Boxing Judge Discusses Controversy
ED SCHUYLER JR.
Mar. 18, 1999
NEW YORK (AP) _ The judge at the center of the controversial Lennox Lewis-Evander Holyfield draw said Thursday that her view of the fight was obscured at times by photographers.
Testifying at a New York state Senate hearing, Eugenia Williams also said that after watching a tape of Saturday's heavyweight unification fight, she would have scored it a draw, instead of 115-113 for Holyfield.
That scoring, however, would not have changed the ultimate outcome. If Williams had scored the fifth round for Lewis, her card would have been 114-114, and the decision would have been a majority draw.
Williams, of Atlantic City, N.J., appeared at the state Senate Committee on Investigations hearing and held fast in her belief that she had correctly judged the fight 115-113 for Holyfield.
Asked by state Sen. Roy Goodman if she had second thoughts about her opinion, Williams replied: ``No sir. I scored what I saw when I saw it.''
After watching a replay, Williams said she would have scored the fifth round for Lewis.
But she added, ``What I saw that night is not what the camera saw. They were at a differrent angle than I was. I only score the blows I see.''
Williams also said that during several rounds, including the fifth, her vision was sometimes blocked by ringside photographers whom she had to push aside.
Williams, a 10-year veteran of judging who works as a $39,200-a-year accounts clerk for Atlantic City, confirmed reports that she had filed for bankruptcy recently, but denied that there had been any attempt by anyone to help her financially in exchange for influencing her judgment.
``Absolutely not,'' she replied.
As the investigation got under way, a still furious Lewis returned home to London and demanded that ``everything should be looked into.''
He urged Holyfield to hand over the WBA and IBF titles.
``If Evander's a man, he should admit that he got beat and give me my belts,'' the WBC champion said. ``But he's not that kind of character.
``You could say that Evander Holyfield is holding my belts right now for me. They're actually my belts, but he's holding them.''
Separately, Manhattan District Attorney Robert Morgenthau has convened a grand jury to issue subpoenas and gather testimony about Saturday's unification bout. In addition, the New York state Athletic Commission also is investigating.
Of the other judges, South Africa's Stan Christodoulou, scored the fight 116-113 for Lewis and Britain's Larry O'Connell scored it 115-115. Most who watched the fight thought Lewis had clearly won.
IBF president Bob Lee, whose organization selected Williams, defended her work.
``I am sure they aren't going to find anything irregular at all,'' he said. ``It is a subjective viewing of a fight and you can't tell these judges what to see or what not to see. All I tell them is, `Do the best you can.'''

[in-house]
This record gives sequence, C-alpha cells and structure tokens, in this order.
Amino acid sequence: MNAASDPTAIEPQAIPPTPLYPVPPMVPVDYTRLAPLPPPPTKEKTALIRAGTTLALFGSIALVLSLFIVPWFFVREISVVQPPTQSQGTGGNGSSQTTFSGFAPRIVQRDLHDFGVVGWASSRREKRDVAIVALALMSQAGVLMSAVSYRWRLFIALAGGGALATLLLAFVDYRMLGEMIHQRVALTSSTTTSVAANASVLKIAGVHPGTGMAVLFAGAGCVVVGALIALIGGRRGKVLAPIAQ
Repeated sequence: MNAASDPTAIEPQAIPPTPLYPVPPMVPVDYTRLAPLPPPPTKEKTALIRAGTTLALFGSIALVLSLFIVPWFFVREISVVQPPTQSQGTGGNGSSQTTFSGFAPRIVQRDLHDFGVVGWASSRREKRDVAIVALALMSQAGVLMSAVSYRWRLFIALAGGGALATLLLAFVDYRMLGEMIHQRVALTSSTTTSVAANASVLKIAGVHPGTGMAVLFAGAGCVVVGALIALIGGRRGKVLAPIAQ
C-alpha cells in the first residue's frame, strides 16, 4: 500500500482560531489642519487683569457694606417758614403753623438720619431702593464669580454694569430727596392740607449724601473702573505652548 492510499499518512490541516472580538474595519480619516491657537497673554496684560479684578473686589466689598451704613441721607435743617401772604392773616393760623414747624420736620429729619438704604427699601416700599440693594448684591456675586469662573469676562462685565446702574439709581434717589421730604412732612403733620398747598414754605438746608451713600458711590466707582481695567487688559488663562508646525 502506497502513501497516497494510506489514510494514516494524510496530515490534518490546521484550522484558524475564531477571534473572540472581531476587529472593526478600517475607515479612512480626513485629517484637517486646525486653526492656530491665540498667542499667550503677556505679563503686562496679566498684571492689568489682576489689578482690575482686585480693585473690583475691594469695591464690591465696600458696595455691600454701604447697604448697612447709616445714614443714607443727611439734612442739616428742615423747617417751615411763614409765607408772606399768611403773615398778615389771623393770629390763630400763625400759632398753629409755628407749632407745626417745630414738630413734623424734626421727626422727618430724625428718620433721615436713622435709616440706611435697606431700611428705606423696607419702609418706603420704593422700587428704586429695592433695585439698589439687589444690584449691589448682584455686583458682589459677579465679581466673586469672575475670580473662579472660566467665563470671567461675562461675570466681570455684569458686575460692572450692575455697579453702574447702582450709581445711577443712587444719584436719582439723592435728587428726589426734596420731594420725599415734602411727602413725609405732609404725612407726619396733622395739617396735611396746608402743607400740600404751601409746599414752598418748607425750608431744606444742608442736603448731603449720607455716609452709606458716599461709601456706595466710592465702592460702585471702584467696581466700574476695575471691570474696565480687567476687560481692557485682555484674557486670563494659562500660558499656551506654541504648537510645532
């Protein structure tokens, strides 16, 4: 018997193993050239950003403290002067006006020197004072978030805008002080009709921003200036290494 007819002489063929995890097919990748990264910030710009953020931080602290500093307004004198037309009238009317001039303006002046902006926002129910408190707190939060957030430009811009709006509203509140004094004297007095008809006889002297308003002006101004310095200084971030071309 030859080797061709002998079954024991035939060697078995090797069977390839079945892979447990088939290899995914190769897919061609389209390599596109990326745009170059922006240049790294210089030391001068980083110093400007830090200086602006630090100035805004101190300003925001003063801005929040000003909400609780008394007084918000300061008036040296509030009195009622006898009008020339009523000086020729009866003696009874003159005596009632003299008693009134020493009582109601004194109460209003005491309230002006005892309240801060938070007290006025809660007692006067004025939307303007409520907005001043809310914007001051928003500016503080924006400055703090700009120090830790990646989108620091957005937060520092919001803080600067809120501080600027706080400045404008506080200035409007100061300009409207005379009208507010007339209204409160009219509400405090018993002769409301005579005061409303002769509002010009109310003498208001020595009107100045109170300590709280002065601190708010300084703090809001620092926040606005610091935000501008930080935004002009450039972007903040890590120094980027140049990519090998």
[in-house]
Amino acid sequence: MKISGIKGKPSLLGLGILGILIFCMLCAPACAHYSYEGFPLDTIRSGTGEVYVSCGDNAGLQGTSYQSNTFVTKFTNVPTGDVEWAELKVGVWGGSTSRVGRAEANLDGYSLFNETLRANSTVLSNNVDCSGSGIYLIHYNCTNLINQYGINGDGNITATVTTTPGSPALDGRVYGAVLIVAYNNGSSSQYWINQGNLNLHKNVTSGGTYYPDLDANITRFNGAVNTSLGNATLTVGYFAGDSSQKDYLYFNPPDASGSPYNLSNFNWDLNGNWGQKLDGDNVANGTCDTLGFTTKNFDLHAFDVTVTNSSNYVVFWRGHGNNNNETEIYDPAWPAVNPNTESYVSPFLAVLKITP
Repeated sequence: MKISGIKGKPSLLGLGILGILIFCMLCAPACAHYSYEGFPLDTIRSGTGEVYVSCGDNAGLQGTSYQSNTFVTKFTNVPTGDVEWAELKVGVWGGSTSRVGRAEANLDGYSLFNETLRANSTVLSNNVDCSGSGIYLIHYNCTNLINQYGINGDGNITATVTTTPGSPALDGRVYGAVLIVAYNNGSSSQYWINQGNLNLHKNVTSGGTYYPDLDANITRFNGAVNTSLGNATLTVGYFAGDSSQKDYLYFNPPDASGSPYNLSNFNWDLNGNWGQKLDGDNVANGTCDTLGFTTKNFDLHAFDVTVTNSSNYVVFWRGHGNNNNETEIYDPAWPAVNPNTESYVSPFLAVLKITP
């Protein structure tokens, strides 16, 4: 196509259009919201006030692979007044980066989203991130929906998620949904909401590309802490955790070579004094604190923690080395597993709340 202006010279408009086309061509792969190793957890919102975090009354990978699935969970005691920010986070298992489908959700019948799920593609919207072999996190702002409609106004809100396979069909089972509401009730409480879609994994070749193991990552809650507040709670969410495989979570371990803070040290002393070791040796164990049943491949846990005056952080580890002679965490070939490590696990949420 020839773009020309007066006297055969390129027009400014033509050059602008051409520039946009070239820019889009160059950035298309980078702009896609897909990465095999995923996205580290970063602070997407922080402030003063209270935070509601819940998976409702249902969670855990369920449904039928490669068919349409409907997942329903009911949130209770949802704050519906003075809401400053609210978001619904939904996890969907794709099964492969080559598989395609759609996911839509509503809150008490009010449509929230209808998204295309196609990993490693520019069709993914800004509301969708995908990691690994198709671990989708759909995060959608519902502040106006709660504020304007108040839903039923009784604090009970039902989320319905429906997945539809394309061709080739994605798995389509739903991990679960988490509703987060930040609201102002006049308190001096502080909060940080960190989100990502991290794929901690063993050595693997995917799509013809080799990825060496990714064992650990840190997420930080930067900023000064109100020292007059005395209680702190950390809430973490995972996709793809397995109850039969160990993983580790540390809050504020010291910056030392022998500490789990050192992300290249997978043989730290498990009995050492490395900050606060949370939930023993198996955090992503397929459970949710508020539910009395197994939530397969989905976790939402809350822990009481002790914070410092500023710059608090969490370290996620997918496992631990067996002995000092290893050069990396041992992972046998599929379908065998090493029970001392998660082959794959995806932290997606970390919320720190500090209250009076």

Lewis' manager Frank Maloney said he didn't believe bribes had been paid, but he questioned Williams' competence.
``I don't believe there was any illegal payment, they wouldn't have been that stupid,'' Maloney said. ``They may not find money in her bank account, but there was definitely something wrong with her judging.''
Soon after touching down at London's Heathrow Airport, Lewis maintained he had been the victim of a ``conspiracy'' and that the judges had been ``incompetent.''
``I think everything should be looked into,'' Lewis said. ``There was definitely something going on, some kind of conspiracy we don't know about.
``In this particular fight the public got hurt as well ... I say Don King should apologize and definitely the judges.
``Next time I'm going to definitely bring my two judges, my own two judges,'' Lewis added.
Lewis, criticized for not being more aggressive _ particularly in the fifth when he had Holyfield on the ropes _ said going for the knockout would have been risky.
``In the fifth he wasn't as hurt as I thought. I wasn't satisfied I could go in there and feel safe,'' Lewis said. ``He was definitely playing possum and he admitted it on TV.
``But if I had realized it was going to be like that, I would have went out there ... and realized my only hope was a knockout and go after it.''
In Atlanta, Holyfield was quoted as saying he understood the judges' decision perfectly.
``The judges said it was a draw. Realistically, he didn't knock me out, and I didn't knock him out. It's all based on a decision,'' Holyfield told the Atlanta Journal-Constitution.
Holyfield said Lewis didn't do as well as some people said.
``Even with the punch stats, people say, `Well, this man hit you 600 times.' But if he hit me that much, why didn't I fall? How come I was never staggered or hurt? Obviously because a lot of times he was tapping me,'' he said in an interview published Thursday.